Amy Goyer, family and caregiving expert for AARP, has advice for grandparent caregivers. She said:
- When conflicts arise, grandparents should acknowledge their children’s wishes, validate what’s being said and then seek a compromise.
- Both grown children and grandparents need to be respectful of each other and establish boundaries without being defensive.
- Many grandparents report feeling unappreciated and grown children can acknowledge their help with gift cards, thank you notes and other gestures.
- It helps if grandparents maintain their senses of humor. When there are disagreements, both sides should wait til they’ve calmed down to talk about conflicting issues.
Some caregiving relationships go more smoothly than others. Both Pat Hebert and Al Livres, 68, a grandfather in New Egypt, New Jersey, said it is their grown children’s easygoing personalities that has made babysitting go smoothly. Three days a week, Livres cares for his son’s two children, who are toddlers. “I have free rein, they don’t question anything I do,” he said. “My son just said treat them like you did raising us.”
Hebert said she and her daughter rarely have any problems over babysitting and her son-in-law grew up in a large family, so he is comfortable with her being in his home most of the time “She’s easygoing, she doesn’t make waves and we can talk about what we’re doing,” Hebert said of her daughter. “I learned a long time ago to be flexible. I’ll go with the flow.”
Jinzo called the experience of babysitting her grandchildren “a blessing” and LeFever said when she was entrusted with a newborn after teaching high schoolers, she “loved it.”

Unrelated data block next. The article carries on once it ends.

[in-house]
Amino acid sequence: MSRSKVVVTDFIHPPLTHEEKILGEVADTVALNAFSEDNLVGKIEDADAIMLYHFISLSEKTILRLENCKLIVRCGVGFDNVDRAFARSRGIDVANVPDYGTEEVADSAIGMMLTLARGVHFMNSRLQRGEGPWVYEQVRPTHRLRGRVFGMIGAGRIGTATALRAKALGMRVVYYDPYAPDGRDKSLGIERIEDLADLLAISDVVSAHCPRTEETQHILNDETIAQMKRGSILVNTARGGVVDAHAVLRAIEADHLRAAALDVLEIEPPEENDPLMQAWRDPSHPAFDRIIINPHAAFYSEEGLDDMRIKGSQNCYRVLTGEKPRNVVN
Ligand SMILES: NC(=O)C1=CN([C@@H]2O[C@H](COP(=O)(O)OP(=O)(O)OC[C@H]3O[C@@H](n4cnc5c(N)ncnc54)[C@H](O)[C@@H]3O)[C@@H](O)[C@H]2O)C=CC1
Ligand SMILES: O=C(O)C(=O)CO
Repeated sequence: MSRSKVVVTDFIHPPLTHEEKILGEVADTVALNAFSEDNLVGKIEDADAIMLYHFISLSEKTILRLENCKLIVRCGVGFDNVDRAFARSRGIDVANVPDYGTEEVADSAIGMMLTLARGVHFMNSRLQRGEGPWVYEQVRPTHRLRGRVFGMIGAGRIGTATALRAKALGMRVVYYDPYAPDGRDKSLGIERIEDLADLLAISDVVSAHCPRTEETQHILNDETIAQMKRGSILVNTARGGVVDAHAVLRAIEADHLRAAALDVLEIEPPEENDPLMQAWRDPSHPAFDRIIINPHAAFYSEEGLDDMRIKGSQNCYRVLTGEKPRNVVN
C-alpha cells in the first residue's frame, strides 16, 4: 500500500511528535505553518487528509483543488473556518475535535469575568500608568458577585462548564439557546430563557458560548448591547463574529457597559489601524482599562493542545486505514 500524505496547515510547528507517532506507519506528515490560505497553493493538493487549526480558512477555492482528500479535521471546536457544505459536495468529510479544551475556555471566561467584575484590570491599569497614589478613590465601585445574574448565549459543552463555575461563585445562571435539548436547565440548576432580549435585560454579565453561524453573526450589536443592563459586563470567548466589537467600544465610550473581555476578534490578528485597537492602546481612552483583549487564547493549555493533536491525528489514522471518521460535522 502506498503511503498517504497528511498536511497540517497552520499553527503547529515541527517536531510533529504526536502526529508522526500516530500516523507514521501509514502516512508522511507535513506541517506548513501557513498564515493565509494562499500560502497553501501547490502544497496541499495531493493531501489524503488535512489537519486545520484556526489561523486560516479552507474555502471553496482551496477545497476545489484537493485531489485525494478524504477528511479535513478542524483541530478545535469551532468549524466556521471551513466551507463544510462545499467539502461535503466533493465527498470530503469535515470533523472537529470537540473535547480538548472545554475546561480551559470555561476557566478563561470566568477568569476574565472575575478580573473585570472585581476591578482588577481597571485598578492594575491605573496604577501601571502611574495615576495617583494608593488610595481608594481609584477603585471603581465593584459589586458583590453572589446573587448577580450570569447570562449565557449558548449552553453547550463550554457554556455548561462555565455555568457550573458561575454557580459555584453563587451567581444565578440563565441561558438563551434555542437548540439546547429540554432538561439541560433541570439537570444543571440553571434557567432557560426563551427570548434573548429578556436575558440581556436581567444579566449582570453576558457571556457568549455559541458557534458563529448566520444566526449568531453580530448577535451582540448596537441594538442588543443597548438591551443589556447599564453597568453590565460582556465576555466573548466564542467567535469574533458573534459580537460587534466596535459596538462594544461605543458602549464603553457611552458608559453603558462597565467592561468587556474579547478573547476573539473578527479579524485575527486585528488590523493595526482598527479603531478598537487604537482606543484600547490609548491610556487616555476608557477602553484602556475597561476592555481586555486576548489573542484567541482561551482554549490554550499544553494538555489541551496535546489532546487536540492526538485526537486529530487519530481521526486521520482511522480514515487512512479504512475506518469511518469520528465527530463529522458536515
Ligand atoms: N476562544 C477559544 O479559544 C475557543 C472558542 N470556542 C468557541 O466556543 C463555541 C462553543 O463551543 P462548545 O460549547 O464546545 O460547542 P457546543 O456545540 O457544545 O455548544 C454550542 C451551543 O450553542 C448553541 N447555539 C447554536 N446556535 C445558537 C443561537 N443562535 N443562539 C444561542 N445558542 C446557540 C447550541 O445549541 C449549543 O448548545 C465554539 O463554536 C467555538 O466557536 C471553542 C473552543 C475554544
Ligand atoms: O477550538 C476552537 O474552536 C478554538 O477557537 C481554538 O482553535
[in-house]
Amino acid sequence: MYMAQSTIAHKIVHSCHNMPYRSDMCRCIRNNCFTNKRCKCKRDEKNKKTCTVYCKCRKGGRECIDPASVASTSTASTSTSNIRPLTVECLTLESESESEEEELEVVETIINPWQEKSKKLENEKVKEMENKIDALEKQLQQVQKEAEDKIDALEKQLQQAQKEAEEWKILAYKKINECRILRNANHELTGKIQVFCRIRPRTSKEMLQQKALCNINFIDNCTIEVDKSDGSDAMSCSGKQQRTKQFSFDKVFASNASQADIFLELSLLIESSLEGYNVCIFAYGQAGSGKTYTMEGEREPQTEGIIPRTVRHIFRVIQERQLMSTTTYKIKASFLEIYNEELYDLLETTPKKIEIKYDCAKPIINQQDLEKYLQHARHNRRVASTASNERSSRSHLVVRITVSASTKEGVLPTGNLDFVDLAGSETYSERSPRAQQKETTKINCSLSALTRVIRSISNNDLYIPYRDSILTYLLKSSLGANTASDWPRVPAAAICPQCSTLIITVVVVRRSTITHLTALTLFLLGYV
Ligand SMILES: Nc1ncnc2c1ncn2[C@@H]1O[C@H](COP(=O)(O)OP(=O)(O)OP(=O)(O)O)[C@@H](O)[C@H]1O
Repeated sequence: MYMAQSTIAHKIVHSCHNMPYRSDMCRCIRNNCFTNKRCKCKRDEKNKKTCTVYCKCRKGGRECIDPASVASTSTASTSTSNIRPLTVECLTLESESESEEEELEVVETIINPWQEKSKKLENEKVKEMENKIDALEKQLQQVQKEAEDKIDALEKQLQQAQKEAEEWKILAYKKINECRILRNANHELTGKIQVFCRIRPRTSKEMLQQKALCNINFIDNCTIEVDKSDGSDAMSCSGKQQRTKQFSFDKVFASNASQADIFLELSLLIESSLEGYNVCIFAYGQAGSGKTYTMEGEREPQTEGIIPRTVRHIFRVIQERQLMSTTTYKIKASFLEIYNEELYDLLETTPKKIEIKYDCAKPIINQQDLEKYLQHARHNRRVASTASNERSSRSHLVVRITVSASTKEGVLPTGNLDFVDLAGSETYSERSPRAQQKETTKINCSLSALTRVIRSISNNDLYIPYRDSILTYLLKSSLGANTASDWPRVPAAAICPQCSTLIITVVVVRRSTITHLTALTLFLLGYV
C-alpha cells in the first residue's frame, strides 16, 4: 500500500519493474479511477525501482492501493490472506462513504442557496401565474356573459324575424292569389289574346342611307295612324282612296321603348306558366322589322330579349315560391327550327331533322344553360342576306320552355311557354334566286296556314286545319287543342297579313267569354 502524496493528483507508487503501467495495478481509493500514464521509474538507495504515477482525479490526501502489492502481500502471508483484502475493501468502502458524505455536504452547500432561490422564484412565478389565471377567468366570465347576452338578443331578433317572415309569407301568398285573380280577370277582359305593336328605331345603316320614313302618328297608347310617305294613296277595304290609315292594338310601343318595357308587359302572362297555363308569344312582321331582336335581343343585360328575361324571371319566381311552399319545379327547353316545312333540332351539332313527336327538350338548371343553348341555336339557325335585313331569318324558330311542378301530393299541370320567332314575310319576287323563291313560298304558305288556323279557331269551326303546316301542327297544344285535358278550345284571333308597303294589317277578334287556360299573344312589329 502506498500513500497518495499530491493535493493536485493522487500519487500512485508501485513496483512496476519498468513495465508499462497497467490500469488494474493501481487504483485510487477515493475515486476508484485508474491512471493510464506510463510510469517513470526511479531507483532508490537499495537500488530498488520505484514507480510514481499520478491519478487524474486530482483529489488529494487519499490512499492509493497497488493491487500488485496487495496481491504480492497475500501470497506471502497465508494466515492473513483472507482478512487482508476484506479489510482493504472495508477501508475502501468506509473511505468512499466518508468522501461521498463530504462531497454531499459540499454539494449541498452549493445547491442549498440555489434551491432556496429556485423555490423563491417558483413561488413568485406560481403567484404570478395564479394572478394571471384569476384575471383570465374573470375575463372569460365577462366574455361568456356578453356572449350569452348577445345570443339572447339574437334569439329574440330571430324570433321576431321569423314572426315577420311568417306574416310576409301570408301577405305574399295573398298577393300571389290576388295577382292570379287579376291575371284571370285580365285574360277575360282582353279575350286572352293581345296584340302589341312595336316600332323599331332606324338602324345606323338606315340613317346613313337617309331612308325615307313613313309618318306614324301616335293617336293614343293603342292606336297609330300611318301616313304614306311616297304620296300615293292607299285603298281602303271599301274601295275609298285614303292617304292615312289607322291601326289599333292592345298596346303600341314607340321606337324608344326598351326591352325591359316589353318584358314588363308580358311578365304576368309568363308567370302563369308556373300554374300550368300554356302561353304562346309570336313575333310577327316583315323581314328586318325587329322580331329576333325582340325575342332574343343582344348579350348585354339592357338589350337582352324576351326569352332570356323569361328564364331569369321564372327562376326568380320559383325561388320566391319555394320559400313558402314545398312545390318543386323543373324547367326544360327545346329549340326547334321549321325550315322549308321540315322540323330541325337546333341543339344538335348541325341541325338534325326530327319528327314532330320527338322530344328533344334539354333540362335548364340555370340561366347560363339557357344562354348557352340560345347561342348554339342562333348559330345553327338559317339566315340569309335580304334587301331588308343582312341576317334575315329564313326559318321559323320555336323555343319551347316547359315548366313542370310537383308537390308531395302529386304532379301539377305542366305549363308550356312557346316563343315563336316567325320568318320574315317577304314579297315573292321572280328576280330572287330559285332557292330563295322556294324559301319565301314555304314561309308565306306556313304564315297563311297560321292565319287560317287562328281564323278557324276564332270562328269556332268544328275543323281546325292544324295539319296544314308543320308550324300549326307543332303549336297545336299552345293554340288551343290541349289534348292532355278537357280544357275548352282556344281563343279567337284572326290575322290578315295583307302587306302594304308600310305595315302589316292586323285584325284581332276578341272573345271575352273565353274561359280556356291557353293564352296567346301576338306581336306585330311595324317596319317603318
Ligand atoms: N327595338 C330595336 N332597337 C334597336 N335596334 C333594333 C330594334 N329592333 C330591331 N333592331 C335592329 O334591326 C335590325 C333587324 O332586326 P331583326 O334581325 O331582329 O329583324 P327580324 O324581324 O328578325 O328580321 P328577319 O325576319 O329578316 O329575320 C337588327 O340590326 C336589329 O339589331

But LeFever said one thing she was not prepared for was the sadness she felt when her grandchildren started going to school full-time and she found herself facing “empty nest” syndrome for the second time. “I found myself ‘jobless’ after four years after retiring,” she said. “I was sad and lonely and bored.”
Since then, she has filled her time volunteering at church, going on trips with friends, and getting involved in political campaigns.
“I think grandparents need to be aware that when children get more involved with school, baseball, their friends and sleepovers and will be in your lives a little bit less,” LeFever said. “I think it’s a natural progression. It’s also normal that busy parents who are so stressed and so tired, they want to lie low on the weekends with their own nuclear family or out with their young friends.”
Goyer said this is a common feeling for caregiving grandparents who have “a deeper connection” with their grandchildren. “It’s complicated. There can be joy that the child is growing up and excitement for them to enjoy school etc. But there is also a loss as things change.”
Durkin said her three children, now ages 11, 9 and 5, will be in school full-time in the fall, which will cut down on her need for her mother’s help. However, she said she still expects to see her mother at her home every day, “I needed her and now she needs me. . . It gave her a purpose.”